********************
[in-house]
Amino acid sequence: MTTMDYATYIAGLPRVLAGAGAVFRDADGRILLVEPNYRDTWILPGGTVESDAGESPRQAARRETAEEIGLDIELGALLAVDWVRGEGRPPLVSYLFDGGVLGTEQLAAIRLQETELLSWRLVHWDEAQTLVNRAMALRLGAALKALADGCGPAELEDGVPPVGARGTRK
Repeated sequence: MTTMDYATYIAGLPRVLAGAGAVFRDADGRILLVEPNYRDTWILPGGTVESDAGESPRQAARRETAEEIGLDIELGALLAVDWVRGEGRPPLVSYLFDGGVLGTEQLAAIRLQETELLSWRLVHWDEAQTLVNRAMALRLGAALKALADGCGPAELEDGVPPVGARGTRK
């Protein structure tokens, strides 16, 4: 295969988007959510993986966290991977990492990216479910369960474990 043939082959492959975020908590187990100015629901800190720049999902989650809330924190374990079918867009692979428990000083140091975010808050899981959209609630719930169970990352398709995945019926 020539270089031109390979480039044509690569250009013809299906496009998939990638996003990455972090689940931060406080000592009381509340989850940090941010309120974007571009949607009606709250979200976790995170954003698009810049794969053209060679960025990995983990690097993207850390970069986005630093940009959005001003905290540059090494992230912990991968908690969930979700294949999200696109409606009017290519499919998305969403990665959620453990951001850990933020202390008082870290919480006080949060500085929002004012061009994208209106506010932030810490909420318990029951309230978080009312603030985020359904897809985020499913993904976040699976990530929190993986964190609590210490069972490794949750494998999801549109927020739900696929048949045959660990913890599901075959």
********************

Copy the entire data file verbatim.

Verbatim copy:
[in-house]
Amino acid sequence: MTTMDYATYIAGLPRVLAGAGAVFRDADGRILLVEPNYRDTWILPGGTVESDAGESPRQAARRETAEEIGLDIELGALLAVDWVRGEGRPPLVSYLFDGGVLGTEQLAAIRLQETELLSWRLVHWDEAQTLVNRAMALRLGAALKALADGCGPAELEDGVPPVGARGTRK
Repeated sequence: MTTMDYATYIAGLPRVLAGAGAVFRDADGRILLVEPNYRDTWILPGGTVESDAGESPRQAARRETAEEIGLDIELGALLAVDWVRGEGRPPLVSYLFDGGVLGTEQLAAIRLQETELLSWRLVHWDEAQTLVNRAMALRLGAALKALADGCGPAELEDGVPPVGARGTRK
């Protein structure tokens, strides 16, 4: 295969988007959510993986966290991977990492990216479910369960474990 043939082959492959975020908590187990100015629901800190720049999902989650809330924190374990079918867009692979428990000083140091975010808050899981959209609630719930169970990352398709995945019926 020539270089031109390979480039044509690569250009013809299906496009998939990638996003990455972090689940931060406080000592009381509340989850940090941010309120974007571009949607009606709250979200976790995170954003698009810049794969053209060679960025990995983990690097993207850390970069986005630093940009959005001003905290540059090494992230912990991968908690969930979700294949999200696109409606009017290519499919998305969403990665959620453990951001850990933020202390008082870290919480006080949060500085929002004012061009994208209106506010932030810490909420318990029951309230978080009312603030985020359904897809985020499913993904976040699976990530929190993986964190609590210490069972490794949750494998999801549109927020739900696929048949045959660990913890599901075959």